No matter your reasons for visiting Boston, you’ll find plenty to see and do. Here, we’ve assembled a number of our favorite Boston attractions; you can use this guide to help plan your trip or feel free to just strike out on your own and see what you can uncover.
Named after the shoemaker William Copp, Copp’s Hill is the highest point in Boston’s North End and offers views of numerous local landmarks, including the Old North Church, the Leonard P. Zakim Bunker Hill Memorial Bridge, and TD Garden.
Widely considered the greatest football team ever, the New England Patriots are based out of Gillette Stadium, in nearby Foxborough. The team holds numerous records, including most wins in a 10-year period.
There is perhaps no other higher learning institution so committed to cutting edge research than the Massachusetts Institute of Technology (MIT), which even houses its very own nuclear reactor.
A luxury resort and casino located five miles from Boston in Everett, Encore Boston Harbor opened in June 2019. It boasts 671 rooms, indoor gardens, wedding and conference space, and, of course, plenty of opportunities to try your luck.
With 16 significant historical sites along its 2.5-mile length, Boston’s Freedom Trail is the perfect way to immerse yourself in our nation’s history. Bonus: you’ll get plenty of fresh air and exercise, too!
With narrow, cobblestone streets and dozens of authentic Italian restaurants and patisseries, Boston’s Little Italy adds diversity and depth to this international city. And cannoli, too!
Home to sharks, sea turtles, snakes, birds, and so much more, the New England Aquarium is one of the world’s premier aquariums, as well as a global leader in marine conservation and exploration.
With its stately banks, towering high-rise office buildings, luxurious condos, and lively nightlife, Boston’s financial district is where the city’s history meets the modern world of finance.
Housing more than 450,000 works of art, Boston’s Museum of Fine Arts offers one of the most comprehensive and diverse collections in the world.
Beacon Hill is one of Boston’s most picturesque neighborhoods, with steep, gaslit streets, Federal-style rowhouses, and brick sidewalks. It’s also home to the gold-domed Massachusetts Statehouse.
With a science museum, indoor zoo, and the only domed IMAX screen in New England. The Museum of Science has something for every science and animal lover in your family.
A shopping and dining destination for locals and tourists alike, Back Bay is one of Boston’s most affluent neighborhoods and includes the city’s tallest skyscraper, the John Hancock Tower.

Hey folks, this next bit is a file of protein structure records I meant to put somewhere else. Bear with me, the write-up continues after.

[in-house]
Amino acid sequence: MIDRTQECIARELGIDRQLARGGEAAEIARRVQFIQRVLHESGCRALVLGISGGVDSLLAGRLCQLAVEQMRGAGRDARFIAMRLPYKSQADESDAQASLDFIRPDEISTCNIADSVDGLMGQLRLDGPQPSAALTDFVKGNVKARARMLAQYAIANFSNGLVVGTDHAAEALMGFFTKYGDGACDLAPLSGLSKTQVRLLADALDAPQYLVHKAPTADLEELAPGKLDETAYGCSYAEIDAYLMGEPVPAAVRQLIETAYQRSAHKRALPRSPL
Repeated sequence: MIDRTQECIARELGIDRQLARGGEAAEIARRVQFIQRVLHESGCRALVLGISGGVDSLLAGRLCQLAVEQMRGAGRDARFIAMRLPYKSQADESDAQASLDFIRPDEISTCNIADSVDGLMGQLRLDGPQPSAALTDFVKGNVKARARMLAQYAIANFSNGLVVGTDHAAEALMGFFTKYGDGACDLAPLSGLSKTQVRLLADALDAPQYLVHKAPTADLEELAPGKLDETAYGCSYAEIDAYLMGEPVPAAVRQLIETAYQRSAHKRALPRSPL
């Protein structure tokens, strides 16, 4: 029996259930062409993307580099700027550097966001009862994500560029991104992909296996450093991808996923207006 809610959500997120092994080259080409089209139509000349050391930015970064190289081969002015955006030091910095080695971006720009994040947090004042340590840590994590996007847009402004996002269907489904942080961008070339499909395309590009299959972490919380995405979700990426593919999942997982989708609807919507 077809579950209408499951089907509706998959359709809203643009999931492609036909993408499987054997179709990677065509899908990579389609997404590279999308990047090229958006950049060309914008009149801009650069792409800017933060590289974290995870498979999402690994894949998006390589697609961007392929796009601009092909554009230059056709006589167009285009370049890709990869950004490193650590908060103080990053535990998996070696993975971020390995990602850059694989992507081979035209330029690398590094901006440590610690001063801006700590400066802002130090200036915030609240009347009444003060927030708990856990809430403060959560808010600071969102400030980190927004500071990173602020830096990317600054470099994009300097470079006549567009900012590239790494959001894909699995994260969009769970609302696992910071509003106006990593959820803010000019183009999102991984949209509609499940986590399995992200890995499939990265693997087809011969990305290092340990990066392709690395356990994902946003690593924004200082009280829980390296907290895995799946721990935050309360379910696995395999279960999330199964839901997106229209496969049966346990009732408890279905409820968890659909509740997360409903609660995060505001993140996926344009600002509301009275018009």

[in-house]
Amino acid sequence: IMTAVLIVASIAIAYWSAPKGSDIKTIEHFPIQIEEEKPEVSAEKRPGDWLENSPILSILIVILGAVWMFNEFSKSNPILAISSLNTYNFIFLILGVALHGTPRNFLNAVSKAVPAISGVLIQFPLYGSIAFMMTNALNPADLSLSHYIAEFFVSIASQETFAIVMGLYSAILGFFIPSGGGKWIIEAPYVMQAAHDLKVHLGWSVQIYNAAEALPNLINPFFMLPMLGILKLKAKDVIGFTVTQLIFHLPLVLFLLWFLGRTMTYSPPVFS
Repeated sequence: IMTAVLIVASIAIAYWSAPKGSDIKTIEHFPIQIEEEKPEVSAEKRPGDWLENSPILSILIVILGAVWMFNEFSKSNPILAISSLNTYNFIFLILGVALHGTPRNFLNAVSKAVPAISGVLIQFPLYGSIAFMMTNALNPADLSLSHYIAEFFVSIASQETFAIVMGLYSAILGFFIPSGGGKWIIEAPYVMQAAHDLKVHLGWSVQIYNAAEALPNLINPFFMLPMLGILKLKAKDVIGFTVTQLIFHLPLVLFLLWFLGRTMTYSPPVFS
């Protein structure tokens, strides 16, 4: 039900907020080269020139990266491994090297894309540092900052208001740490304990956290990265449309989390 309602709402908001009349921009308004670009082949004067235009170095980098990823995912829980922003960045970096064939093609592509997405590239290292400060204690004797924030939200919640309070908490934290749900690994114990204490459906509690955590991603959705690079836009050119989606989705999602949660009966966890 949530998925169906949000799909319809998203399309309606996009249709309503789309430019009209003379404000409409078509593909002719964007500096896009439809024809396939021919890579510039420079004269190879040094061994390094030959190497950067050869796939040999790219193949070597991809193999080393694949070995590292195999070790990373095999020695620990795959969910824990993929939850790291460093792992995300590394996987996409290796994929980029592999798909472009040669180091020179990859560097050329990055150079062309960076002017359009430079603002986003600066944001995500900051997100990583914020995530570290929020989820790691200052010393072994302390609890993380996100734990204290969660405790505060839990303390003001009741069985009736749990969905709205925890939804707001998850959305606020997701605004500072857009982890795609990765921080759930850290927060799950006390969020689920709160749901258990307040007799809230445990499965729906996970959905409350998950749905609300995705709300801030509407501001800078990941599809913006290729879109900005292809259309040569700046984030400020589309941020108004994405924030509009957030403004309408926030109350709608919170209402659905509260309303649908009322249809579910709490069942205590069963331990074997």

Situated directly on the water of the Seaport neighbourhood, the Institute of Contemporary Art is renowned for its cutting edge visual art exhibitions and frequent performances.
Shopping, dining, sipping, socializing, and sight-seeing: The vibrant and eclectic Newbury Street is a mile-long feast for the senses and offers something for every taste and budget.
Established in 1636, Harvard University is arguably still the most prestigious of all the Ivy League colleges. Its alumni include eight presidents, more than 30 heads of foreign states, and nearly 200 living billionaires.
Featuring the largest intact Victorian row house district in the country, Boston’s South End is a diverse and vibrant neighborhood, with eleven parks, numerous bistros and pubs, art galleries and thriving farmer’s markets.
A private research university located in the heart of Boston. Northeastern features a cooperative education program that integrates classroom study with professional experience at over 3,100 partners across the globe.
Known to locals as “Southie,” South Boston is a densely populated, working-class neighborhood that invites visitors to experience the biggest St. Patrick’s Day parade in the country, with an estimated 10,000 - 20,000 attending annually.
Another of Boston’s highly regarded research universities, Boston University is equally famous for its numerous distinguished alumni, including the controversial radio personality Howard Stern.
As the only surviving historic ethnic Chinese enclave in New England, Boston’s Chinatown is the place to visit for authentic Chinese and Vietnamese cuisine, as well as Asian markets and culture.
Established in 1903, the Isabella Stewart Gardner Museum is famous for an unsolved 1990 theft valued at $500 million. Fortunately, plenty of historically significant works remain, and the $10 million reward has yet to be claimed… maybe you can solve the crime!
Dating from 1634, Boston Common is the oldest city park in the United States. It includes a popular softball field and Frog Pond, which is transformed into an ice skating rink and learn-to-skate school each winter.
Established in 1837, the 24-acres Boston Public Garden was the first public botanical garden in the United States. It is planted with hundreds of species of trees, flowers, bushes, and flowering shrubs, and is home to several statues, including one of George Washington astride his horse.
Comprised of 34 islands and peninsulas that are accessible by road, public ferry, or private boat, the Boston Harbor Islands National Recreation Area boasts hiking trails, beautiful beaches, and the oldest lighthouse in the United States.
Known colloquially as “the Garden,” TD Garden is a multi-purpose arena that hosts sporting events as well as major international musical acts.
Home to the Boston Red Sox since 1912, Fenway is the oldest ballpark in the Major League Baseball franchise. It’s thus far hosted the World Series 11 times, and in 2012 was added to the National Register of Historic Places.